IMG_7405As yesterday was the anniversary of my arrival in Sydney (for my stint at the Botanic Gardens in 2013), it seemed like the perfect day to receive an email from the folk at Plumwood Mountain (An Australian Journal of Ecopoetry and Ecopoetics) letting me know their first issue is now available online.

The poem of mine they have included considers the ants I met while I was in Australia.  I like the idea of them being called back home, to the forests where they belong.

IMG_7412

This week I’ve been enjoying listening to Germaine Greer read from her new book White Beech: The Rainforest Years, about her conservation efforts on 60 hectares of an old dairy farm in south eastern Queensland.  It’s a great venture and her narrative is teeming with powerful evocations of the plant, bird and insect life at Cave Creek in the Numinbah Valley.  As Yasmin Alibhai-Brown says in The Independent, ‘It really is some story’, written by a woman who is ‘a force of nature and among its most erudite defenders’.

IMG_7418

Closer to home, several of the trees in our woods were perilously near to crashing down in last autumn’s storms so they’ve had to be felled.  They’re such enormous trees, fir and spruce, that their shift from vertical to horizontal makes the space out there feel quite different.  It’s as if something’s been erased, a stretch of time lost.  But I’m sure the ants will be very happy.

IMG_7414

‘How long does it take to make the woods?’

How long does it take to make the woods?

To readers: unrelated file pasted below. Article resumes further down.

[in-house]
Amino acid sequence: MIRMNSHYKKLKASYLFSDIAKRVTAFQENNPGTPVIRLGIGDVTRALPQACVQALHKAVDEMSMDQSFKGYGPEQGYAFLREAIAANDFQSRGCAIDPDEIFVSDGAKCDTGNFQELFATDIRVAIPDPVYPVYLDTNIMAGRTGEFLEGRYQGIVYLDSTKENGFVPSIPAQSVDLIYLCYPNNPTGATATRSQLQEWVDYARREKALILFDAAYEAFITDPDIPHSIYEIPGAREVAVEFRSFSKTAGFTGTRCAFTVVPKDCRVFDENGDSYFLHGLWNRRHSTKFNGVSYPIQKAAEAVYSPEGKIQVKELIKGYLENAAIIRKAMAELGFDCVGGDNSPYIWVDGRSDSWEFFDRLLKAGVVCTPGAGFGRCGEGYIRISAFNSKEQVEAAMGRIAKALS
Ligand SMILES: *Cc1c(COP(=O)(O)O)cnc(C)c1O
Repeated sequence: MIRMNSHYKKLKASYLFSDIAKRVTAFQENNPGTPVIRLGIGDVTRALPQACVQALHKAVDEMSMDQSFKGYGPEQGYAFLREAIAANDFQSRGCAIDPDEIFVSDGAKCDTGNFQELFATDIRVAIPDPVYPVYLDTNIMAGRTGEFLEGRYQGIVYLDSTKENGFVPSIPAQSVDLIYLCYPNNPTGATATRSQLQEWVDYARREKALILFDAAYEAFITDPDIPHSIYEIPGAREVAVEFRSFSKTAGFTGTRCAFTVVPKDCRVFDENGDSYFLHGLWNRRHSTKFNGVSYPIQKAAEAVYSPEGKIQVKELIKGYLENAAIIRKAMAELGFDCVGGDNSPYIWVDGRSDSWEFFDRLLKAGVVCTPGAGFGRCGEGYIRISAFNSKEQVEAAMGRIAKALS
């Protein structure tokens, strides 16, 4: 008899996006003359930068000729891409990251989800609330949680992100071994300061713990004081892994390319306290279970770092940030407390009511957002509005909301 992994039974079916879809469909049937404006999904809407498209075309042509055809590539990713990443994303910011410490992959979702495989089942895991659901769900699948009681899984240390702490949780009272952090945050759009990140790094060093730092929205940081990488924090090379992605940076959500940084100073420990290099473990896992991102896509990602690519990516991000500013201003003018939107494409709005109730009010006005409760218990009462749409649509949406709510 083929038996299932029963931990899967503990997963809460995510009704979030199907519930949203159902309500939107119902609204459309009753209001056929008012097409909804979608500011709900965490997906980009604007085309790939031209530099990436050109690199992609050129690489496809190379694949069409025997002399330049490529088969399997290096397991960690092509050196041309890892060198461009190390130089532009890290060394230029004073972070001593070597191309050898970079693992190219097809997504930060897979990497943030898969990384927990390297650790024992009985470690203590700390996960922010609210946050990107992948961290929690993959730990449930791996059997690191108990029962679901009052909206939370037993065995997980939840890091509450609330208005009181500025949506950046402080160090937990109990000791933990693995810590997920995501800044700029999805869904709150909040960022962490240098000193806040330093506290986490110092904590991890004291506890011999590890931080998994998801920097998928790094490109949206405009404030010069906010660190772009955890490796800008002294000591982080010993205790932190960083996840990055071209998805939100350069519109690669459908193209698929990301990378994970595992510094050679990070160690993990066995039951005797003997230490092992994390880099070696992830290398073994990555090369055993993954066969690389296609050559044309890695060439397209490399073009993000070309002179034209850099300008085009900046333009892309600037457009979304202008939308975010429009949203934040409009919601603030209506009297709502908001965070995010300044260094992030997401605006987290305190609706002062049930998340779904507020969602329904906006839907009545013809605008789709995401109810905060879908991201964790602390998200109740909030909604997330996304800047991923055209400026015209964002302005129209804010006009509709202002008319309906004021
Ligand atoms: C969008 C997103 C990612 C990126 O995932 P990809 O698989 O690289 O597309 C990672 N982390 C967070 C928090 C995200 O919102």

As long as it takes to make the world.
The woods is present as the world is, the presence
of all its past and of all its time to come.
It is always finished, it is always being made, the act
of its making forever greater than the act of its destruction.
It is part of eternity, for its end and beginning
belong to the end and beginning of all things,
the beginning lost in the end, the end in the beginning.

What is the way to the woods, how do you get there?
By climbing up through the six days’ field,
kept in all the body’s years, the body’s
sorrow, weariness and joy, by passing through
the narrow gate on the far side of that field
where the pasture grass of the body’s life gives way
to the high original standing of the trees.
By coming into the shadow, the shadow
of the grace of the straight way’s ending,
the shadow of the mercy of light.

Why must the gate be narrow?
Because you cannot pass beyond it burdened.
To come into the woods you must leave behind
the six days’ world, all of it, all of its plans and hopes.
You must come without weapon or tool, alone,
expecting nothing, remembering nothing,
into the ease of sight, the brotherhood of eye and leaf.
Wendell Berry
Tagged , , , , , , , ,